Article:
• Sunday, July 21, 2024
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E-customs critical to growth of Nigeria’s port industry

E-customs critical to growth of Nigeria’s port industry

From spending over 21-days before cargoes can be cleared in Nigerian ports, this can be done within 7-days, removing one of the biggest barriers to international trade (and its profitability). Achieving this, however, will be through the long-awaited introduction of e-customs in Nigeria’s port administration.

For Nigeria’s port business to grow this year and deliver value to businesses that depend on the industry, as well as government revenue that would accrue, the introduction of electronic-customs, early implementation of 2021 budget and development of much-needed infrastructure around the nation’s port facilities have been identified as major determinants.

Industry experts speaking with Businessday noted that the Nigerian port industry requires paperless, automated and e-customs processes to drive timely cargo clearing that would help in the long run to reduce the skyrocketing cost of doing business at the ports.

Furthermore, effective development and deployment of infrastructure around the ports such as good road networks, rail lines, trailer parks and container holding bays would help to curb the persistent congestion of the port roads, which negatively impacts on cargo evacuation from the ports, they note.

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Cargo owners lose hundreds of billions of naira every year on account of the high cost of doing business associated with the payment of demurrage to shipping companies, rent to terminal operators and high haulage fare to truckers due to delay in cargo clearance. In addition, gridlocks that limit effective evacuation of cleared goods from the ports, thus the need for e-customs and infrastructure deployment.

According to Tony Anakebe, managing director of Gold-link Investment Limited, there is hope that the introduction of the e-customs system in the first quarter of the year would help in driving ease of doing business.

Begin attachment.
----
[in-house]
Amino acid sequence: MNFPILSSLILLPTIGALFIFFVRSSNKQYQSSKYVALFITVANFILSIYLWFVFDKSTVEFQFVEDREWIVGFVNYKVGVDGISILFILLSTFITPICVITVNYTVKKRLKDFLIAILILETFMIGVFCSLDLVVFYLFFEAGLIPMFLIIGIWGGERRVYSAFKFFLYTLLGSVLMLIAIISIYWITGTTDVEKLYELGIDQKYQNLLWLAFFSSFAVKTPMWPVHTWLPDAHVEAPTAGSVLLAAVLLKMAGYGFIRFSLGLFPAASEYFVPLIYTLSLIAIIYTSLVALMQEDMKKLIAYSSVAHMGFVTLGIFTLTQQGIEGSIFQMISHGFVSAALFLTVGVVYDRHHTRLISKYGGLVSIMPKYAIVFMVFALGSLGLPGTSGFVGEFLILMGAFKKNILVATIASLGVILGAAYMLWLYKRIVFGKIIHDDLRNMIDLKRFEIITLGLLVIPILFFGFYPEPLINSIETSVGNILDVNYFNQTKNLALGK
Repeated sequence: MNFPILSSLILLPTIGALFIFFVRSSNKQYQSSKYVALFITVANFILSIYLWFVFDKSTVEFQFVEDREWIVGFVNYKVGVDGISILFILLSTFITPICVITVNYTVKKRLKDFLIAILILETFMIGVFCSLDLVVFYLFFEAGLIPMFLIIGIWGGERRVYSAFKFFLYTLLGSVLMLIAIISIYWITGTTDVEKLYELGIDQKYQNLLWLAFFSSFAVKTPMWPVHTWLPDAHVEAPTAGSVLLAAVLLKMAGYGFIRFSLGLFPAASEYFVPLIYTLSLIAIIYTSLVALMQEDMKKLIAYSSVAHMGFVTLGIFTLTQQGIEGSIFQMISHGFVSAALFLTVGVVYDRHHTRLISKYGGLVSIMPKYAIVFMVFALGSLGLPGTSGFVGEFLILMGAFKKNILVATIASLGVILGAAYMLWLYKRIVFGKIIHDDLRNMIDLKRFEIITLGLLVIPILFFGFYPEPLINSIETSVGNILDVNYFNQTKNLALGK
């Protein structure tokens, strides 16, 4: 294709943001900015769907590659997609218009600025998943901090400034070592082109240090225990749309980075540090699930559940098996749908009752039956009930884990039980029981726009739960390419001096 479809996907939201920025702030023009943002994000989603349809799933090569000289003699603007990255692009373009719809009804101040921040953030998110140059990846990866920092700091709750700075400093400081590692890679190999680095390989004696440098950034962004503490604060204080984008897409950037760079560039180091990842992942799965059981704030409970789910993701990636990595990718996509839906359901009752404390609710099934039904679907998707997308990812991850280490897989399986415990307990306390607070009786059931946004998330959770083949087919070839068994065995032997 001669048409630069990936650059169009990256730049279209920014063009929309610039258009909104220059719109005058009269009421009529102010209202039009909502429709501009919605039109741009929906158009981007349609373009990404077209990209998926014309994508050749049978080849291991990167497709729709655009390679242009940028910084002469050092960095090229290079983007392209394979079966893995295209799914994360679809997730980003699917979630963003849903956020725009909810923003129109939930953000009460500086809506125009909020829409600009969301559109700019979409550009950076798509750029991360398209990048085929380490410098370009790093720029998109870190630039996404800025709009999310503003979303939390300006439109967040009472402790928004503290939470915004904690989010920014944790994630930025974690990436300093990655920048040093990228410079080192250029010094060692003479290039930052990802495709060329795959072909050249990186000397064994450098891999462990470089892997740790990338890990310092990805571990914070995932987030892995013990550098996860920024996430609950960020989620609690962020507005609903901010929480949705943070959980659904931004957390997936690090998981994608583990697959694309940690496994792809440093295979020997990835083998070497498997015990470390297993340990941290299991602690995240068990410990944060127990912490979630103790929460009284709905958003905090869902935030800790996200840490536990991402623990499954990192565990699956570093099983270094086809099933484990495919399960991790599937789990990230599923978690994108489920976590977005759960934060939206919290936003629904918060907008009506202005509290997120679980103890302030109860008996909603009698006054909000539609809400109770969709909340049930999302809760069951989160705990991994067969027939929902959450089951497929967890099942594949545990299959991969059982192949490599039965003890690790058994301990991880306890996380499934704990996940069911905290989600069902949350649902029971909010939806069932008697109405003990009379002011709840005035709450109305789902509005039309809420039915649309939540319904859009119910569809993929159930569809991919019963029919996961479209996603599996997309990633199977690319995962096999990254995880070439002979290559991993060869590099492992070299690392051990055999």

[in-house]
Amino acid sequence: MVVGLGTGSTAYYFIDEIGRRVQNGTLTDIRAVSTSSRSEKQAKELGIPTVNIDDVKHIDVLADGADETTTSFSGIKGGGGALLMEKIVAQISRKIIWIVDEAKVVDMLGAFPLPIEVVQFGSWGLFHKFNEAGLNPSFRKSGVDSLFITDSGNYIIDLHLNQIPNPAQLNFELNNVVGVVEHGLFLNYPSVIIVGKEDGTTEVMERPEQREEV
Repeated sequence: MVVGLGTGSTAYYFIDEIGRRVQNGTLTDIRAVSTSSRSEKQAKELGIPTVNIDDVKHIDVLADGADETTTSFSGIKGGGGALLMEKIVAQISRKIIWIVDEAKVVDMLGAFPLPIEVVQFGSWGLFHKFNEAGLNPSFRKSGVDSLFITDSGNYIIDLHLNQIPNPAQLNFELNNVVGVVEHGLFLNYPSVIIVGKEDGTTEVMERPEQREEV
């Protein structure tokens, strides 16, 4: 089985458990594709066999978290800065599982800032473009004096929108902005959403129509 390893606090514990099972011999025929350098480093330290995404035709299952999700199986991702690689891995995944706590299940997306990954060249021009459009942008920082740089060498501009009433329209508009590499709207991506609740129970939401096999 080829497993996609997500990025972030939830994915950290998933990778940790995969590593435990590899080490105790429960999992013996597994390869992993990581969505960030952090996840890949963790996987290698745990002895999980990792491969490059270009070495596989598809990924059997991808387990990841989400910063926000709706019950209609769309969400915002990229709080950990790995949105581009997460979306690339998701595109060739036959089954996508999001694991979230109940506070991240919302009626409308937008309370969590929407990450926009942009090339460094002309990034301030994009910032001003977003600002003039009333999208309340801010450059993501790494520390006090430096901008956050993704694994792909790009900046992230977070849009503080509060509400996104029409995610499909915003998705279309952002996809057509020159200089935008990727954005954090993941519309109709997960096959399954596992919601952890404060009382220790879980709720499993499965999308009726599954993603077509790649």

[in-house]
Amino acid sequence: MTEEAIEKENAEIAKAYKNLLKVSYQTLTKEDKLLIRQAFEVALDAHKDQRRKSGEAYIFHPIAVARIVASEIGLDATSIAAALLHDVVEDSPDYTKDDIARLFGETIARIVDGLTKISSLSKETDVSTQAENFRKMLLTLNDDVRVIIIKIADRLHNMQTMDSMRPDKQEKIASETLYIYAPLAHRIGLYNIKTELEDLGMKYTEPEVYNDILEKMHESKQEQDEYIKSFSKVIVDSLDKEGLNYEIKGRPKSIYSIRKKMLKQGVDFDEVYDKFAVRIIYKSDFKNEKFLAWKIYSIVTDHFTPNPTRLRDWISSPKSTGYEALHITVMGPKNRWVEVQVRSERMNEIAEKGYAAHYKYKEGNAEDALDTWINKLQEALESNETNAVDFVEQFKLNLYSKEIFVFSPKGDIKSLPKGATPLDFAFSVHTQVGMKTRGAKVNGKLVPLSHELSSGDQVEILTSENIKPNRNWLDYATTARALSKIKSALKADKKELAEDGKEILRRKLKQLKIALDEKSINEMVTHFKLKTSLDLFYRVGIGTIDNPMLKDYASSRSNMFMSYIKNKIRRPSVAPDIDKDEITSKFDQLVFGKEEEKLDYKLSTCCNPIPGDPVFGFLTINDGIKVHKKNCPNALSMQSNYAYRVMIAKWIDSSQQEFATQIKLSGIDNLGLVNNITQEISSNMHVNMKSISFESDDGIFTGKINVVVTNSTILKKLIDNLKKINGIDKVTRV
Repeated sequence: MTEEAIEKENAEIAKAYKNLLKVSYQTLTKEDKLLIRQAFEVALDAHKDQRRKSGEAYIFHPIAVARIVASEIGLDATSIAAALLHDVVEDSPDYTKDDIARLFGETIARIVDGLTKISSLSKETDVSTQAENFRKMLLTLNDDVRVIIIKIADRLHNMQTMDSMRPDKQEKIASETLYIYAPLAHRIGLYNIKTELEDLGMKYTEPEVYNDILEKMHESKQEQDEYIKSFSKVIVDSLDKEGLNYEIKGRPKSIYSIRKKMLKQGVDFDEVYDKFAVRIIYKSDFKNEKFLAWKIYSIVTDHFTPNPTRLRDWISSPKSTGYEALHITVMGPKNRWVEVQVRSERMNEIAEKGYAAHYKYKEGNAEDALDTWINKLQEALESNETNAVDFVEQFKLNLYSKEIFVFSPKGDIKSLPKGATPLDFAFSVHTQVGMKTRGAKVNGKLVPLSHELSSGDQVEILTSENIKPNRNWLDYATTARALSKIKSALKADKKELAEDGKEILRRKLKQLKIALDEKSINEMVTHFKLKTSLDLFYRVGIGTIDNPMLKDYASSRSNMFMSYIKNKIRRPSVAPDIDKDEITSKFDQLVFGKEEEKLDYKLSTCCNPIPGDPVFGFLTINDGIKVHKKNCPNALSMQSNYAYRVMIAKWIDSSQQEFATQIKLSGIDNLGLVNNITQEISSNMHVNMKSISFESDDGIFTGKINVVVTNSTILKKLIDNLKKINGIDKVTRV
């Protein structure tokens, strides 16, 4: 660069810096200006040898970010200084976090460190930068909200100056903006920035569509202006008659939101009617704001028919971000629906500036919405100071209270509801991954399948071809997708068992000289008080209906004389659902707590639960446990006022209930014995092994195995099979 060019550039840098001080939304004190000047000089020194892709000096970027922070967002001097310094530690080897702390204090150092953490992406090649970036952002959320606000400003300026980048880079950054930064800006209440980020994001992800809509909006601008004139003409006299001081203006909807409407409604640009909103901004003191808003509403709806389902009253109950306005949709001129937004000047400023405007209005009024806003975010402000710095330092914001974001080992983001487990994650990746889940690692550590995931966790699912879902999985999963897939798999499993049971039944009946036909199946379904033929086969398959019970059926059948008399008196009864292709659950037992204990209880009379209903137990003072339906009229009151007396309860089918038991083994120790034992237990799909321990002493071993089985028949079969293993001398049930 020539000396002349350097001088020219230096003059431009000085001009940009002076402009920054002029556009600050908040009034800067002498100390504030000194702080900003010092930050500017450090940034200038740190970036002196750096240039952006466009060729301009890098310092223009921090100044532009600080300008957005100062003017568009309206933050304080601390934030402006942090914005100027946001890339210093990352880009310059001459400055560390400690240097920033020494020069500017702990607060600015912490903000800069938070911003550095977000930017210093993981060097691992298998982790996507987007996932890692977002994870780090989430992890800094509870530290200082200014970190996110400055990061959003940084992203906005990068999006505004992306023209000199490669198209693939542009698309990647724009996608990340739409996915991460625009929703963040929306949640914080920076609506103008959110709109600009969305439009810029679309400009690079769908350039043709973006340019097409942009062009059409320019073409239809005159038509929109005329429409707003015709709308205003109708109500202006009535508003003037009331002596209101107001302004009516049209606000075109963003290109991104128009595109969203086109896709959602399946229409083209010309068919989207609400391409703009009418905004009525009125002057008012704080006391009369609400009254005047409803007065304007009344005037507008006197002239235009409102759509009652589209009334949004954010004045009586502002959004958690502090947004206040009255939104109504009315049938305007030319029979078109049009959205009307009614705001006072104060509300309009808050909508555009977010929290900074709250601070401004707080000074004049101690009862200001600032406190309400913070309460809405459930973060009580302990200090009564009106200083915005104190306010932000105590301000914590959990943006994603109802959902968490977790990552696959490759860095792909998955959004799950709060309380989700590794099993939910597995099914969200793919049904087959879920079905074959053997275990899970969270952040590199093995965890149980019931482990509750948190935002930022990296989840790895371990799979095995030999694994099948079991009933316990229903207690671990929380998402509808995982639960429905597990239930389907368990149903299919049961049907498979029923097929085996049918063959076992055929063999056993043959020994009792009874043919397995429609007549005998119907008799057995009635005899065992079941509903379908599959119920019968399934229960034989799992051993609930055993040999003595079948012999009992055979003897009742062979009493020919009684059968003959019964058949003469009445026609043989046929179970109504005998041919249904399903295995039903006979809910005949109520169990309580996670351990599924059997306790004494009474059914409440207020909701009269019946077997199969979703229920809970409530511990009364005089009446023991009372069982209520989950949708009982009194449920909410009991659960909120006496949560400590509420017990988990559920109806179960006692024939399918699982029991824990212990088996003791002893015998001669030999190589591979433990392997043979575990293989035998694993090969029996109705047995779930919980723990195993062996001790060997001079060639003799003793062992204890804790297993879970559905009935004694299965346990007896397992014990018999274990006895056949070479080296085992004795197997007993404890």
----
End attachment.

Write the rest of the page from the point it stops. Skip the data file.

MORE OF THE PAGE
According to Anakebe, automated Customs processes will help to remove the clog in the wheel of progress so that Customs Licensed Agents and their importers would be able to take their goods out of the port as quickly as possible.

“If the implementation of e-customs starts as quickly as the first quarter of 2021, it would help to reduce a lot of hiccups in the port,” Anakebe said in an interview with Businessday.

He further pointed out the need for early implementation of 2021 budget, which he said the government needs to put in motion as early as this January to help drive the much-needed economic growth.

“What we are seeing around the world is not encouraging, especially as it concerns the issue of rising cases of coronavirus. But with good monetary and fiscal policies from the Federal Government, the economy would be back on a soundtrack soonest. Also, the government is making several efforts to borrow funds and there is a need to pump in those monies borrowed into building infrastructure because it would help to drive the economy,” he said.

On his part, Jonathan Nicol, president, Shippers Association of Lagos State, expressed concern over the high level of extortion and corruption in the ports, especially in the area of cargo evacuation. He said there was a need for government to invest in the repair of bad portions of the roads leading to ports in order to allow trucks in and out of the ports seamlessly.

The government needs to pay more attention to infrastructure development to enhance ease of doing business and reduce the cost for shippers at the port this year, he said.

For Emma Nwabunwanne, a Lagos-based importer, the government needs to open up the port system by ensuring ports in Calabar, Warri and even Onitsha River Port become fully operational.

The government needs to invest in developing those ports, and also allow private investors to run them, Nwabunwanne said.

He also pointed out the need to deliver and deploy functional scanners at ports to reduce delays that come with 100 percent physical examination of imports.